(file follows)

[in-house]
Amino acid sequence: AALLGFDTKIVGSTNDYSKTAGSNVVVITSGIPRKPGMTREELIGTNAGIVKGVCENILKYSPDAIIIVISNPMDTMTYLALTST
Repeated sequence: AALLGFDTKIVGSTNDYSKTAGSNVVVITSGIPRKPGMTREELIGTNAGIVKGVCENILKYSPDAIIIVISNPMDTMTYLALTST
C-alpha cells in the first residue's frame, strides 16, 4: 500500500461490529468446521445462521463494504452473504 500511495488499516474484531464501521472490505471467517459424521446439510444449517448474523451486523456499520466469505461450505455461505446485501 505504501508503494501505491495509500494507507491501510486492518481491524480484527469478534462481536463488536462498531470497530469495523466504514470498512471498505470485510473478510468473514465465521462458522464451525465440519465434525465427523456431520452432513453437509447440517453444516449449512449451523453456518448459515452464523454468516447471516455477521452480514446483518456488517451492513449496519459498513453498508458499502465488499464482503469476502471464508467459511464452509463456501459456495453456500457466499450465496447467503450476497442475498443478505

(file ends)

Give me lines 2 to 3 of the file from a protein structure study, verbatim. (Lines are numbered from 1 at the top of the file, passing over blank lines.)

Amino acid sequence: AALLGFDTKIVGSTNDYSKTAGSNVVVITSGIPRKPGMTREELIGTNAGIVKGVCENILKYSPDAIIIVISNPMDTMTYLALTST
Repeated sequence: AALLGFDTKIVGSTNDYSKTAGSNVVVITSGIPRKPGMTREELIGTNAGIVKGVCENILKYSPDAIIIVISNPMDTMTYLALTST